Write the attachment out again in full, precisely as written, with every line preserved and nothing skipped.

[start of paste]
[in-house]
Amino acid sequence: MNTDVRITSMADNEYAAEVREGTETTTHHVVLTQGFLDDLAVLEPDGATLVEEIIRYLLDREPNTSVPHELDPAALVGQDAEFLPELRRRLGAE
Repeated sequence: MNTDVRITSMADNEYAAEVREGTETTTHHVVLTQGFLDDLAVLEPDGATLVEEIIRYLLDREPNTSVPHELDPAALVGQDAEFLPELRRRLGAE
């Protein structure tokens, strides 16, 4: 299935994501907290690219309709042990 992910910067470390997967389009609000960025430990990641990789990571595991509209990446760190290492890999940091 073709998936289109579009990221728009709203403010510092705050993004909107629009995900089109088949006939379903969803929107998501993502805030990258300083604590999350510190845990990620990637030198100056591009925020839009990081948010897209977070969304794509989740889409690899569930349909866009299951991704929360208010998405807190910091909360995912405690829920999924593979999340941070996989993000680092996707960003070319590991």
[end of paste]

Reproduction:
[in-house]
Amino acid sequence: MNTDVRITSMADNEYAAEVREGTETTTHHVVLTQGFLDDLAVLEPDGATLVEEIIRYLLDREPNTSVPHELDPAALVGQDAEFLPELRRRLGAE
Repeated sequence: MNTDVRITSMADNEYAAEVREGTETTTHHVVLTQGFLDDLAVLEPDGATLVEEIIRYLLDREPNTSVPHELDPAALVGQDAEFLPELRRRLGAE
């Protein structure tokens, strides 16, 4: 299935994501907290690219309709042990 992910910067470390997967389009609000960025430990990641990789990571595991509209990446760190290492890999940091 073709998936289109579009990221728009709203403010510092705050993004909107629009995900089109088949006939379903969803929107998501993502805030990258300083604590999350510190845990990620990637030198100056591009925020839009990081948010897209977070969304794509989740889409690899569930349909866009299951991704929360208010998405807190910091909360995912405690829920999924593979999340941070996989993000680092996707960003070319590991």